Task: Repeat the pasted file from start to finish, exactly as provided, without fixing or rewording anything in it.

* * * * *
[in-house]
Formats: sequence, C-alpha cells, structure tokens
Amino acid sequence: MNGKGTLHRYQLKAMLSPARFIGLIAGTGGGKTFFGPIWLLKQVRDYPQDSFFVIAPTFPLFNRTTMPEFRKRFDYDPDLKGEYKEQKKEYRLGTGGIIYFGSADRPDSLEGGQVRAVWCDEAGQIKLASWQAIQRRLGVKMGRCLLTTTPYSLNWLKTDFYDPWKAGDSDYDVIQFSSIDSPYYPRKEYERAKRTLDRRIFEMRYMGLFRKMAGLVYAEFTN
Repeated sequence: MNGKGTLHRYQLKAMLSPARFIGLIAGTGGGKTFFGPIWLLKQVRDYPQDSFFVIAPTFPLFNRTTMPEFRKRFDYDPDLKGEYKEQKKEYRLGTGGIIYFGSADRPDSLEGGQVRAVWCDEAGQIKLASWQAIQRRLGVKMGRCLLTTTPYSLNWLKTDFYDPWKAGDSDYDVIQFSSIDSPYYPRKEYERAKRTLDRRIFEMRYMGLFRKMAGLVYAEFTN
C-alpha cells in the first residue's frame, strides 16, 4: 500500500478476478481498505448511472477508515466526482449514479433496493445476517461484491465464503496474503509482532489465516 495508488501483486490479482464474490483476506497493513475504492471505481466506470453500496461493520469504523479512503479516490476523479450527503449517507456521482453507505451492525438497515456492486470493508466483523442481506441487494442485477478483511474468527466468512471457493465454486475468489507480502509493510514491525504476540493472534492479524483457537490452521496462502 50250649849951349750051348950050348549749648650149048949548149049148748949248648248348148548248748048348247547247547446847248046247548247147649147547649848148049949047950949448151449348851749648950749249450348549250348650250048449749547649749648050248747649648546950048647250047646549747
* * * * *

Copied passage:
[in-house]
Formats: sequence, C-alpha cells, structure tokens
Amino acid sequence: MNGKGTLHRYQLKAMLSPARFIGLIAGTGGGKTFFGPIWLLKQVRDYPQDSFFVIAPTFPLFNRTTMPEFRKRFDYDPDLKGEYKEQKKEYRLGTGGIIYFGSADRPDSLEGGQVRAVWCDEAGQIKLASWQAIQRRLGVKMGRCLLTTTPYSLNWLKTDFYDPWKAGDSDYDVIQFSSIDSPYYPRKEYERAKRTLDRRIFEMRYMGLFRKMAGLVYAEFTN
Repeated sequence: MNGKGTLHRYQLKAMLSPARFIGLIAGTGGGKTFFGPIWLLKQVRDYPQDSFFVIAPTFPLFNRTTMPEFRKRFDYDPDLKGEYKEQKKEYRLGTGGIIYFGSADRPDSLEGGQVRAVWCDEAGQIKLASWQAIQRRLGVKMGRCLLTTTPYSLNWLKTDFYDPWKAGDSDYDVIQFSSIDSPYYPRKEYERAKRTLDRRIFEMRYMGLFRKMAGLVYAEFTN
C-alpha cells in the first residue's frame, strides 16, 4: 500500500478476478481498505448511472477508515466526482449514479433496493445476517461484491465464503496474503509482532489465516 495508488501483486490479482464474490483476506497493513475504492471505481466506470453500496461493520469504523479512503479516490476523479450527503449517507456521482453507505451492525438497515456492486470493508466483523442481506441487494442485477478483511474468527466468512471457493465454486475468489507480502509493510514491525504476540493472534492479524483457537490452521496462502 50250649849951349750051348950050348549749648650149048949548149049148748949248648248348148548248748048348247547247547446847248046247548247147649147547649848148049949047950949448151449348851749648950749249450348549250348650250048449749547649749648050248747649648546950048647250047646549747